Customization is one of Android’s greatest strengths and there is virtually no limit to it as long as you have the time and imagination. Hell, you can just change the original firmware your Android device came with for a completely different one available quite easily. What more could a customization geek wish for? If you’re familiar with Linux, ROMs are kind of like the different Linux distributions. Each of them is trying to do its own thing with the OS. Admittedly, there isn’t that much of a variety in all the AOSP based Android ROMs compared to the various Linux distributions. But that has only benefitted customization since it gets easy for someone to develop a universal theme engine. Custom ROMs have many benefits which are why we’re going to show you how to install a custom ROM.
Download a ROM & Gapps
Don’t tell me you didn’t see that coming. Luckily, thanks to websites like xda-developers.com finding custom ROMs for your device is not really that hard. Just go to your Android device’s Settings and scroll down all the way to find the About phone/tablet entry. Tap on it and check your device’s model number.
Go to xda-developers.com and search for your specific model number to find a dedicated subforum for it which will have all sorts of ROMs and other stuff. Make sure the ROM you download is compatible with your specific device model number. Many devices have several variants but the same name so you have to be careful about that. The ROM is usually a zip file and could be anywhere from 250MB to 2-3 GB in size.
Most AOSP based custom ROMs do not include any Google apps or services so you’ll have to download them separately. Depending on the Android version the ROM is based on, you can find a Gapps package on opengapps.org. For instance, if the ROM you downloaded is based on Android 7.0 Nougat, download a Gapps package for Android 7.0. You’d also have to keep in mind your device’s processor architecture. (ARM/ARM64/x86)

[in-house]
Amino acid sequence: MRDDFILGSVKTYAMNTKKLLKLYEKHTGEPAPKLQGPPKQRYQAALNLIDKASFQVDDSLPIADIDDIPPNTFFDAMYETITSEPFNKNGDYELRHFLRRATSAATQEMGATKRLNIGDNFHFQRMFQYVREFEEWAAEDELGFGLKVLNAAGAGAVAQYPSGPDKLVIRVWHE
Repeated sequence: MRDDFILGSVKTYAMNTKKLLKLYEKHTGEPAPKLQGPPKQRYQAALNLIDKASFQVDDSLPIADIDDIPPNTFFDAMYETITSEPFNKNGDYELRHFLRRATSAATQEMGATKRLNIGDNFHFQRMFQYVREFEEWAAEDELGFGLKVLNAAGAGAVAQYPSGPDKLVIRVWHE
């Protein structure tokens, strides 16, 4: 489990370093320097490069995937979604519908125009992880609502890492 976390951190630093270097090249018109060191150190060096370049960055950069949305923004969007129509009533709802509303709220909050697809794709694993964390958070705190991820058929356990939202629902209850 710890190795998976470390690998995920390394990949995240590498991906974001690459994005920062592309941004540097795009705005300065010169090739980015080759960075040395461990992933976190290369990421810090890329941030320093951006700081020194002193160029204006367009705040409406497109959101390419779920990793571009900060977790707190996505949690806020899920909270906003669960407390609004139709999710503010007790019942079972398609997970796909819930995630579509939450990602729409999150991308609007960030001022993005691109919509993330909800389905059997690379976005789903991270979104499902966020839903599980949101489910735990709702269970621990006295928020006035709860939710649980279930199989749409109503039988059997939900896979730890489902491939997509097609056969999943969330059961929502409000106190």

Unlock bootloader and Install TWRP
Most modern smartphones ship with a locked bootloader for security purposes. Most modern smartphones also have an unlockable bootloader and unlocking it opens the door to custom ROMs and recoveries. The unlocking procedure is a little different for devices from every manufacturer. You’ll have to google how to unlock xyz device and you’ll most probably find several guides, even official ones from the manufacturer itself. What’s common across all of them though is that unlocking your bootloader will most likely wipe your phone. Without root access, you won’t be able to back up very much so just back up what you can like messages, call logs, files on your internal storage, etc.
With the bootloader unlocked, it’s time to install a custom recovery. A custom recovery is the most common way to root your phone and flash custom ROMs and other mods. These days, you’re most likely to find a TWRP recovery for your device than anything else. You can find an official TWRP image file for your device on the TWRP website. Thousands of devices are supported by unofficial builds of TWRP which you can find on your device’s subforum at xda-developers.com as well.